Submitted by by Peter John Ross
Just because it's digital video doesn't mean you shouldn't log your shots during principal photography.
Logging details about the takes, the camera angles, and all the basic information can make your edit session more economical and timely. If you know there are only two good takes on an entire digital video tape and you know from a log sheet where on the tape the good takes begin and end, you can just type that into the batch capture mode of most non-linear editing systems.
Then you can be creative with the footage at hand, and not waste time looking for the good shots, or filling up valuable hard drive real estate with gigabytes of unusable takes.
For myself, I edit the whole piece together, not necessarily in sequential order, but from the most obvious scenes and takes and then assemble a rough cut. From the rough cut, I then chisel away at the unnecessary lines and scenes to get to the final edit.
Check out my previous Timecode Burns article to help you become more efficient. You may find using a dedicated script supervisor incredibly helpful in familiarizing yourself with the footage so that you are aware of your options.
After working as an editor, I am always shooting for the edit. I will start or end a scene with push-ins or pull-outs of something like a light bulb or the dark part of a painting or wall for natural transitions. Pre-planning these kinds of shots and storyboarding before shooting helps focus on what to shoot and how it will tie into the editing later.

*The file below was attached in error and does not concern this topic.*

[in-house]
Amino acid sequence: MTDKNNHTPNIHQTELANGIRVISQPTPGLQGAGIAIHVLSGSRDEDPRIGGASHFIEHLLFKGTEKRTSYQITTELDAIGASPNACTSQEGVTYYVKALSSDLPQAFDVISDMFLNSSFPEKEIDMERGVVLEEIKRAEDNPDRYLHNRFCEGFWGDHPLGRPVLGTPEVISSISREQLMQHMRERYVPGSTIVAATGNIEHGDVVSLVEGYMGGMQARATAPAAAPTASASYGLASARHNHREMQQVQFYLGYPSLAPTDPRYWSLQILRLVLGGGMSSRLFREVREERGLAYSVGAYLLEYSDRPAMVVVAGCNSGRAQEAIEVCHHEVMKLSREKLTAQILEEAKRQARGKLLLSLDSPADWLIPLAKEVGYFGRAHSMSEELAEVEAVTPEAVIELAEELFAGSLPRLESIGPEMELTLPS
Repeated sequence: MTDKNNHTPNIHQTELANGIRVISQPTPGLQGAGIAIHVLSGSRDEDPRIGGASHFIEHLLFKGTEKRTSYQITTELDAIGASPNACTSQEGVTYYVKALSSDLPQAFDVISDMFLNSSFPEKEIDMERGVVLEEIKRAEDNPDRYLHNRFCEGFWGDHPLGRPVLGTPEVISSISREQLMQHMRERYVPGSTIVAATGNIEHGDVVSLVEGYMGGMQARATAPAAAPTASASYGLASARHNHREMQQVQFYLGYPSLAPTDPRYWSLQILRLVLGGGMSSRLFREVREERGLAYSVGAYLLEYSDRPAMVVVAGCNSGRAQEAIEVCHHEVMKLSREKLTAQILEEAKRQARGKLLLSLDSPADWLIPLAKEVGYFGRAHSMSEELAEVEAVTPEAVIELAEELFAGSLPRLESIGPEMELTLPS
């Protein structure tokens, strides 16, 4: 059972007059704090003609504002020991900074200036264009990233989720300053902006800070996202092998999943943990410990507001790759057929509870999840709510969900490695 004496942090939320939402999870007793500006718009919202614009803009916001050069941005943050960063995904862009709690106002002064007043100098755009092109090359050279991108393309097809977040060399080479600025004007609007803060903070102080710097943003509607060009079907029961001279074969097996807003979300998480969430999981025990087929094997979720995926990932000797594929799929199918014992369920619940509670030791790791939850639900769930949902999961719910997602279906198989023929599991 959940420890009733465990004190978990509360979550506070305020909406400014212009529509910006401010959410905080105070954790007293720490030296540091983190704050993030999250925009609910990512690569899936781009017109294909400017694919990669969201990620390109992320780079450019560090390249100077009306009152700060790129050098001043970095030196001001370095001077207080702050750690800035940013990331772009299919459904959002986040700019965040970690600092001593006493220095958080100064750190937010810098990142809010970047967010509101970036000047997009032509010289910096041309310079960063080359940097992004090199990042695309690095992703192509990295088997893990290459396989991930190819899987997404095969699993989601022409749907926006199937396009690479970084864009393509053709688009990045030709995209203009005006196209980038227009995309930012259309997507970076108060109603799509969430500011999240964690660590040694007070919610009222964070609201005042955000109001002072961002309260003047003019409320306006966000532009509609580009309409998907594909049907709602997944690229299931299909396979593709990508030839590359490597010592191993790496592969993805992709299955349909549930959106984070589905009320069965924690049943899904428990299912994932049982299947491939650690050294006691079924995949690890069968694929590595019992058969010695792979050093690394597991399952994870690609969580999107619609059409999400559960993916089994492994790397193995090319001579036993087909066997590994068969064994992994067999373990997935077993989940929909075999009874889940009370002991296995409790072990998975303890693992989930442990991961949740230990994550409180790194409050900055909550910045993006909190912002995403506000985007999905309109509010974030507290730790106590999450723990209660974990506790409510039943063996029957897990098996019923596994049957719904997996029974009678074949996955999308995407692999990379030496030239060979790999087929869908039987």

You should always be aware that for every scene, you should try to cover the two C's, coverage and cutaways. These are the things that make editing possible. Finding something relevant to enhance the story as a cutaway is essential to shooting for the edit. What is coverage? Coverage is getting multiple angles of the same scene. Coverage allows someone to edit out unwanted dialogue and also tap into reactions, not just people speaking.
If you are one of the new digital video filmmakers that write, direct, produce, shoot, and edit your own movies then prepare yourself for a completely different mindset as an editor. This job is very different than the other aspects of filmmaking. This job is about telling a story with the raw footage. If you were there when it was shot, you have a bias in that you know what the geography was, and how the ambience felt. As an editor, it's your job to orient the viewer who has never been to the set and didn't see anything. It's your job as editor to give the viewer a sense of the location, and tie it into the acting, the costumes, the set design, and most importantly the story the director is trying to tell.
Of course, if it was not shot with anything other than close-ups, you can't really edit much, so it's a team effort. The director needs to shoot for the edit, making sure all aspects of the scene are shot so that editing can help shape the story in post-production.